Today in History

Today in History: July 15

General John J. Pershing

General John J. Pershing
John J. Pershing, General, U.S.A.,
Theodor Horydczak, photographer,
circa 1920-1950.
Washington as It Was: Photographs by Theodor Horydczak, 1923-1959

John J. Pershing, a military commander whose brilliant career earned him the title General of the Armies of the United States, died on July 15, 1948. The first general awarded the title since George Washington, Pershing was given a hero's burial at Arlington National Cemetery.

Pershing was born in Laclede, Missouri, on September 13, 1860, the first of six children. His mother taught him at home, helping to inspire in him a love of learning. He realized his dream of attaining a formal college education when he won a scholarship to the U.S. Military Academy.

After graduating from West Point in 1886, Pershing was given command of the 6th Cavalry Regiment in the West, where he participated in the Apache and Sioux campaigns. He was promoted to first lieutenant of the 10th Cavalry Regiment in Montana, one of several segregated regiments formed after passage of an 1866 law authorizing the U.S. Army to form cavalry and infantry regiments of black soldiers. Reflecting the racial prejudices of the era, the law also stipulated that the units be commanded by white officers. Pershing expressed his admiration for the black soldiers under his command forcefully and often, earning for himself the honorary nickname of "Black Jack."

African American Troops in the Spanish-American War

25th Infantry
25th Infantry,
American Mutoscope and Biograph Company, 1900.
The Spanish-American War in Motion Pictures

Filmed March 23, 1900, in the Philippine Islands, following the 25th Infantry's participation at the battle of Mt. Arayat in January 1900. The 25th Infantry was one of two infantries formed from the 39th through 41st infantries, organized after the Civil War. It was identified in the Biograph picture catalogue as "the famous 25th Infantry, colored."

After a period teaching military science at the University of Nebraska and at West Point, Pershing was commissioned to Chickamauga, Georgia, to command a regiment bound for Cuba. He distinguished himself for his composure under fire during the Spanish-American War and was awarded a Silver Star for gallantry in the Battles of Santiago and San Juan Hill. The African-American troops of the 9th and 10th Cavalry divisions played a prominent role in these battles, fighting bravely beside the volunteer Rough Riders.

Copy Photo: Pancho Villa , Alvaro Obregon and John J. Pershing, August 27, 1914
Pancho Villa, Alvaro Obregon and John J. Pershing,
August 27, 1914.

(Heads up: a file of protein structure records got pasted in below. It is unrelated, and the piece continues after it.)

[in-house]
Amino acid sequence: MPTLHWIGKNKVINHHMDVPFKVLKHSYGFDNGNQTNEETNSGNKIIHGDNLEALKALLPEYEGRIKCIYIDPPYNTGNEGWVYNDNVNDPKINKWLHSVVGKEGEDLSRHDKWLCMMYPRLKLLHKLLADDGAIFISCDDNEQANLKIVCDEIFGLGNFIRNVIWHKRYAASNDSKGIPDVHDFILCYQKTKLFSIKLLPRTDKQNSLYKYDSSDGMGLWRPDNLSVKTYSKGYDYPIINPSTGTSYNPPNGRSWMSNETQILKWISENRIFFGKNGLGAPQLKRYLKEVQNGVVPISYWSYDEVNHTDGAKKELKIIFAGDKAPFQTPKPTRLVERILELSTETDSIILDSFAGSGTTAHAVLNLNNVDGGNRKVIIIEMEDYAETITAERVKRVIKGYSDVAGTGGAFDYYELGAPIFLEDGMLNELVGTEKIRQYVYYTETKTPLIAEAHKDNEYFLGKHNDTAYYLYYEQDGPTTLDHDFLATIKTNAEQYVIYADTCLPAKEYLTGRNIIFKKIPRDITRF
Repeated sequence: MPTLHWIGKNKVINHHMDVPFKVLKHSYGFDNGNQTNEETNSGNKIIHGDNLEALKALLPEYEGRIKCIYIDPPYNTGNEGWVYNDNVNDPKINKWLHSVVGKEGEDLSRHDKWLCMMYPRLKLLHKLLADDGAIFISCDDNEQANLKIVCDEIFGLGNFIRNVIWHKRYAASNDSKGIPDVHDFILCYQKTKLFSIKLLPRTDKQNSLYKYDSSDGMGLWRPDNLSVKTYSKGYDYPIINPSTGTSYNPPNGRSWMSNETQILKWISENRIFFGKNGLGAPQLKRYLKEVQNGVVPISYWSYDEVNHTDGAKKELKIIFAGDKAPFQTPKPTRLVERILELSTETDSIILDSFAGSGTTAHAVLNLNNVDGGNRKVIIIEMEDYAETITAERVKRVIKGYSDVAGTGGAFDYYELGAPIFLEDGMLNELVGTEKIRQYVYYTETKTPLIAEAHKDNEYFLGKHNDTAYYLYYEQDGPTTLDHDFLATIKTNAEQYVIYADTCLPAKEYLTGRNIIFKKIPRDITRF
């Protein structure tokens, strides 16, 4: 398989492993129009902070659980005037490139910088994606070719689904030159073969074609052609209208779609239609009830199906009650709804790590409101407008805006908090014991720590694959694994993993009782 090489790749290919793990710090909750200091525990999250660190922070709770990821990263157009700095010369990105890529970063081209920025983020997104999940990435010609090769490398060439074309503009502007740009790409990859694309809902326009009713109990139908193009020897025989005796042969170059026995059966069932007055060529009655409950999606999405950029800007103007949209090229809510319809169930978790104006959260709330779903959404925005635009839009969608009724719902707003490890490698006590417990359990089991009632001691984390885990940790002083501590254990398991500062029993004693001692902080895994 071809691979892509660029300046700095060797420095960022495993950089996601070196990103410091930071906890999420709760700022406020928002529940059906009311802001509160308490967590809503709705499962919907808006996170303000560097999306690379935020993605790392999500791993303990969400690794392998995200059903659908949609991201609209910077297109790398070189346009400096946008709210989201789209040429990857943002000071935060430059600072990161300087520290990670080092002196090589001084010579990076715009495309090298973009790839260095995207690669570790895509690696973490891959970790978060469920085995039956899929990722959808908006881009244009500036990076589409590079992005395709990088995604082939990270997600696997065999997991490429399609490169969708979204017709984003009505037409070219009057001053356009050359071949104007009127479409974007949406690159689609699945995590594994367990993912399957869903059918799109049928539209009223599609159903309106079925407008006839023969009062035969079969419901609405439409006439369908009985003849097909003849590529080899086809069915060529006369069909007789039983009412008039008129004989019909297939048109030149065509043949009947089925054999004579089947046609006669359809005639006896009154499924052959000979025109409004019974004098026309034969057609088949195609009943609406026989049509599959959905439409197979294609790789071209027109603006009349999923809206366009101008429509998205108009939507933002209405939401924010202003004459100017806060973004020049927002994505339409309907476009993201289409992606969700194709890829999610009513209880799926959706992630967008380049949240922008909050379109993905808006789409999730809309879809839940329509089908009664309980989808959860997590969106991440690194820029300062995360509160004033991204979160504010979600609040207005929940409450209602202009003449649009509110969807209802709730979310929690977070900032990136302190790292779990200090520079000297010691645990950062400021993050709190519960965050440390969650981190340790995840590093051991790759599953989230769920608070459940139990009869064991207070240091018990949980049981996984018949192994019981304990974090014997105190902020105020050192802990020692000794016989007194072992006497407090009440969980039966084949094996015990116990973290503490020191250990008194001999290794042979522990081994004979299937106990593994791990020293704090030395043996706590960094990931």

The South Texas Border, 1900-1920: Photographs from the Robert Runyon Collection (external link)

Pershing's later service in the Philippines and as military attaché in Japan, where he was an official observer of the Russo-Japanese War, won him praise and promotion from President Theodore Roosevelt. His tact in handling the restrictions imposed on the movements of the American forces in Mexico during his command of the expedition in pursuit of Pancho Villa earned him the notice of President Woodrow Wilson.

After the United States entered the First World War on April 6, 1917, Wilson appointed Pershing commander of the American Expeditionary Forces to Europe. Coming to the aid of the trench-fatigued French troops, Pershing galvanized the novice American forces, molding them into a fighting army to be reckoned with.

"From the Battlefields of France"

Three thousand miles from home, an American army is fighting for you. Everything you hold worthwhile is at stake. Only the hardest blows can win against the enemy we are fighting. Invoking the spirit of our forefathers, the army asks your unshrinking support, to the end that the high ideals for which America stands may endure upon the earth.

General Pershing's patriotic message was recorded at American field headquarters during the battle of Picardy and Flanders on April 4, 1918. Listen to this and other recordings from World War I in the collection, American Leaders Speak, 1918-1920.


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Pershing introduced the first tank battalion used in battle by the American armed forces and made effective use of detailed operational orders that enabled his combat commanders to interpret his intentions on the field.

Although the American armed forces continued to be segregated, General Pershing attempted to give African-American soldiers the opportunity to advance in command by placing them under the leadership of the French who were able to honor them as they deserved. Under Pershing's leadership, the First U.S. Army helped bring an end to the stalemate with Germany, hastening the Armistice.